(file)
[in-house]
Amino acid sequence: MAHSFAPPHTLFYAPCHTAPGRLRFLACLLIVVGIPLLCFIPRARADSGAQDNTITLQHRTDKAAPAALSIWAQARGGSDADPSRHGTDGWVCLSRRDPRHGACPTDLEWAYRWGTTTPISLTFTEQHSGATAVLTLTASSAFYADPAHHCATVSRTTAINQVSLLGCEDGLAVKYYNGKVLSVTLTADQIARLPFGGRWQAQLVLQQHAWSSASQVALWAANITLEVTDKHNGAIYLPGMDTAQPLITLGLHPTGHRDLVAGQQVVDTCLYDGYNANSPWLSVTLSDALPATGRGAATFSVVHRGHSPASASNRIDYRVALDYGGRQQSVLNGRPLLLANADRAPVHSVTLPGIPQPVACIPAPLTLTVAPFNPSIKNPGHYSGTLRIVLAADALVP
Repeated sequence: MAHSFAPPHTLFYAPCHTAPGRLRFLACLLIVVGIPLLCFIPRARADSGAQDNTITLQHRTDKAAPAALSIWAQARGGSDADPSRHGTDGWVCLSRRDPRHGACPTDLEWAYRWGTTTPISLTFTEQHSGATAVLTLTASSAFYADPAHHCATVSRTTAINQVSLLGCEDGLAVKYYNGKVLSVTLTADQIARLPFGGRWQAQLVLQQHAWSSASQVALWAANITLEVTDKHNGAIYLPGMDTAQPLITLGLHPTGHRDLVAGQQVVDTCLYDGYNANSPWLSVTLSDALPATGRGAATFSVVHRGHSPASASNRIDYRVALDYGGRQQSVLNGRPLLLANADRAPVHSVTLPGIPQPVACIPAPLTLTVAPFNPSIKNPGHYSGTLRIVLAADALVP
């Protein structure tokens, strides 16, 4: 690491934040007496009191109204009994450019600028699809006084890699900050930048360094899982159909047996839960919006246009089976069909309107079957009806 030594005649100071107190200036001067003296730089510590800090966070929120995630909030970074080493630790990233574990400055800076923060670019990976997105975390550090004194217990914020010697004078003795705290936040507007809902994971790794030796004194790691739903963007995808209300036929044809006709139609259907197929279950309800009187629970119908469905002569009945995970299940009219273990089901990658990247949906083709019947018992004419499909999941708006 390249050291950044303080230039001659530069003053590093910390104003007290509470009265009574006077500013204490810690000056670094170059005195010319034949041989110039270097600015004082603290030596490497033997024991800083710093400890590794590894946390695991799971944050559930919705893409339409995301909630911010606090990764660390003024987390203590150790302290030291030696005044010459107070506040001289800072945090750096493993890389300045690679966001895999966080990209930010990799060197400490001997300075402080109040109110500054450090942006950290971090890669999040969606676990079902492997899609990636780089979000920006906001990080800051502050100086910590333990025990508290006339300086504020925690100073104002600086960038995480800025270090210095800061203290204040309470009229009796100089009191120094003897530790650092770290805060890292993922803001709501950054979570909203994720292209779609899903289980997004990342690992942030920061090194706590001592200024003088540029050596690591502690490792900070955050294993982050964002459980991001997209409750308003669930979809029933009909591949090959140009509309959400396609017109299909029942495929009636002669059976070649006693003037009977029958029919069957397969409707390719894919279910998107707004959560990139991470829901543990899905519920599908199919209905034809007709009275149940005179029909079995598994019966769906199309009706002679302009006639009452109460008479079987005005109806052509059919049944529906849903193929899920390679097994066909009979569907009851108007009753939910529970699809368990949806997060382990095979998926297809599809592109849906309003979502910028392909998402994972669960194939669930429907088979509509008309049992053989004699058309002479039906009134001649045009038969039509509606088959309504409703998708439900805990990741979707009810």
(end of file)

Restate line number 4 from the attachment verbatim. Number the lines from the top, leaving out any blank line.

């Protein structure tokens, strides 16, 4: 690491934040007496009191109204009994450019600028699809006084890699900050930048360094899982159909047996839960919006246009089976069909309107079957009806 030594005649100071107190200036001067003296730089510590800090966070929120995630909030970074080493630790990233574990400055800076923060670019990976997105975390550090004194217990914020010697004078003795705290936040507007809902994971790794030796004194790691739903963007995808209300036929044809006709139609259907197929279950309800009187629970119908469905002569009945995970299940009219273990089901990658990247949906083709019947018992004419499909999941708006 390249050291950044303080230039001659530069003053590093910390104003007290509470009265009574006077500013204490810690000056670094170059005195010319034949041989110039270097600015004082603290030596490497033997024991800083710093400890590794590894946390695991799971944050559930919705893409339409995301909630911010606090990764660390003024987390203590150790302290030291030696005044010459107070506040001289800072945090750096493993890389300045690679966001895999966080990209930010990799060197400490001997300075402080109040109110500054450090942006950290971090890669999040969606676990079902492997899609990636780089979000920006906001990080800051502050100086910590333990025990508290006339300086504020925690100073104002600086960038995480800025270090210095800061203290204040309470009229009796100089009191120094003897530790650092770290805060890292993922803001709501950054979570909203994720292209779609899903289980997004990342690992942030920061090194706590001592200024003088540029050596690591502690490792900070955050294993982050964002459980991001997209409750308003669930979809029933009909591949090959140009509309959400396609017109299909029942495929009636002669059976070649006693003037009977029958029919069957397969409707390719894919279910998107707004959560990139991470829901543990899905519920599908199919209905034809007709009275149940005179029909079995598994019966769906199309009706002679302009006639009452109460008479079987005005109806052509059919049944529906849903193929899920390679097994066909009979569907009851108007009753939910529970699809368990949806997060382990095979998926297809599809592109849906309003979502910028392909998402994972669960194939669930429907088979509509008309049992053989004699058309002479039906009134001649045009038969039509509606088959309504409703998708439900805990990741979707009810």